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Today, we will learn another use of 〜そうです (~sou desu). After today’s lesson, you will be able to say “I heard~” in Japanese. - See more at: http://www.punipunijapan.com/#sthash.vwa8nxZp.dpuf

UWinnipeg approves mandatory indigenous course requirement

Going forward, students at the University of Winnipeg will have to take at least one indigenous studies course in order to graduate.

​The U of W senate approved, in principle, a motion on Thursday that will require all students take a course focused on indigenous rights, art, cultural traditions, history or governance.

“We are very proud of the vision and leadership demonstrated by our students,” Annette Trimbee, president and vice-chancellor of U of W, said in a release.

“We have taken an important step on the path to a better, more understanding, and inclusive society. The University of Winnipeg is proud to be a catalyst for positive change.”

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Playing music by professional musicians activates genes for learning and memory

Music performance is known to induce structural and functional changes to the human brain and enhance cognition. However, the molecular mechanisms underlying music performance have been so far unexplored. A Finnish research group has now investigated the effect of music performance (in a 2 hr concert) on the gene expression profiles of professional musicians from Tapiola Sinfonietta (a professional orchestra) and Sibelius-Academy (a music university).  

Playing music enhanced the activity of genes involved in dopaminergic neurotransmission, motor function, learning and memory. Some of the up-regulated genes like SNCA, FOS and DUSP1 are known to contribute to song perception and production in songbirds suggesting a potential evolutionary conservation in molecular mechanisms related to sound production across species.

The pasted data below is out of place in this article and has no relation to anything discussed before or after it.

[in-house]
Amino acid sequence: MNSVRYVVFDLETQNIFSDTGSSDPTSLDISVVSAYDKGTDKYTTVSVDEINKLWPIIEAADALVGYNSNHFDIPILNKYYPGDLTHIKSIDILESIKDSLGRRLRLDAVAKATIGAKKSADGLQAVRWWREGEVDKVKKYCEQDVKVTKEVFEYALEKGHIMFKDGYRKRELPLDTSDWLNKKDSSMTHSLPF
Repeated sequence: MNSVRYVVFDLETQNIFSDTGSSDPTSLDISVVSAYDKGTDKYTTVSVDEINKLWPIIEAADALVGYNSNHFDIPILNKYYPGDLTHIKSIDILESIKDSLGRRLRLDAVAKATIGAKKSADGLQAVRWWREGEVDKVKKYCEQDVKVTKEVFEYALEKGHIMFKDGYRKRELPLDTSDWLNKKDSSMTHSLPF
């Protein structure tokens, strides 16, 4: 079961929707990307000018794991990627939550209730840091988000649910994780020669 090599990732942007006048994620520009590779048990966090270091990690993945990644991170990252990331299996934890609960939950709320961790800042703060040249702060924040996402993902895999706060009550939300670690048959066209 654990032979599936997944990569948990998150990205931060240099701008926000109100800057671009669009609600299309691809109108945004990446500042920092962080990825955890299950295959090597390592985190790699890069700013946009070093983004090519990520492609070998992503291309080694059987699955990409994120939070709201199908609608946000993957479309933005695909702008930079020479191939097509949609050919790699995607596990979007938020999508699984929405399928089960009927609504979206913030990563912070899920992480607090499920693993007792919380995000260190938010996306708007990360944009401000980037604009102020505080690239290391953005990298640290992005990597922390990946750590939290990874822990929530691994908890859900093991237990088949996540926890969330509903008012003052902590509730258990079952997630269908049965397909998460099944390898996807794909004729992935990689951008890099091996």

In addition, several of the up-regulated genes are known to be involved in biological pathways like calcium ion homeostasis and iron ion homeostasis that are essential for neuronal function, survival and neuroprotection.  

"The findings provide a valuable background for molecular studies of music perception and evolution, and music therapy", says the leader of the study, Dr. Irma Järvelä from the University of Helsinki.

(Image: Getty)

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SciShow Kids: Why Do Ships Float?

Ever wonder why something as heavy as a cruise ship could float above the water? Learn about displacement with Jessi and The Giant Squid, Squidstravaganza! 

Imagine you’re learning a new language, and Loki - your charming boyfriend - offers to help you. He convinces you to speak your in-progress language, and then surprises you when he replies fluently in the same one. 

You didn’t know Loki was capable of speaking other earthly languages, however, when he explains to you that it’s an ability that his magic gives him you understand.

Impressed and stunned, you get him to spend the entire evening murmuring affections to you in every language on Earth.

After Learning New Words, Brain Sees Them as Pictures

When we look at a known word, our brain sees it like a picture, not a group of letters needing to be processed. That’s the finding from a Georgetown University Medical Center (GUMC) study published in the Journal of Neuroscience, which shows the brain learns words quickly by tuning neurons to respond to a complete word, not parts of it.

Neurons respond differently to real words, such as turf, than to nonsense words, such as turt, showing that a small area of the brain is “holistically tuned” to recognize complete words, says the study’s senior author, Maximilian Riesenhuber, PhD, who leads the GUMC Laboratory for Computational Cognitive Neuroscience.

“We are not recognizing words by quickly spelling them out or identifying parts of words, as some researchers have suggested. Instead, neurons in a small brain area remember how the whole word looks — using what could be called a visual dictionary,” he says.

This small area in the brain, called the visual word form area, is found in the left side of the visual cortex, opposite from the fusiform face area on the right side, which remembers how faces look. “One area is selective for a whole face, allowing us to quickly recognize people, and the other is selective for a whole word, which helps us read quickly,” Riesenhuber says.

The study asked 25 adult participants to learn a set of 150 nonsense words. The brain plasticity associated with learning was investigated with functional magnetic resonance imaging (fMRI), both before and after training.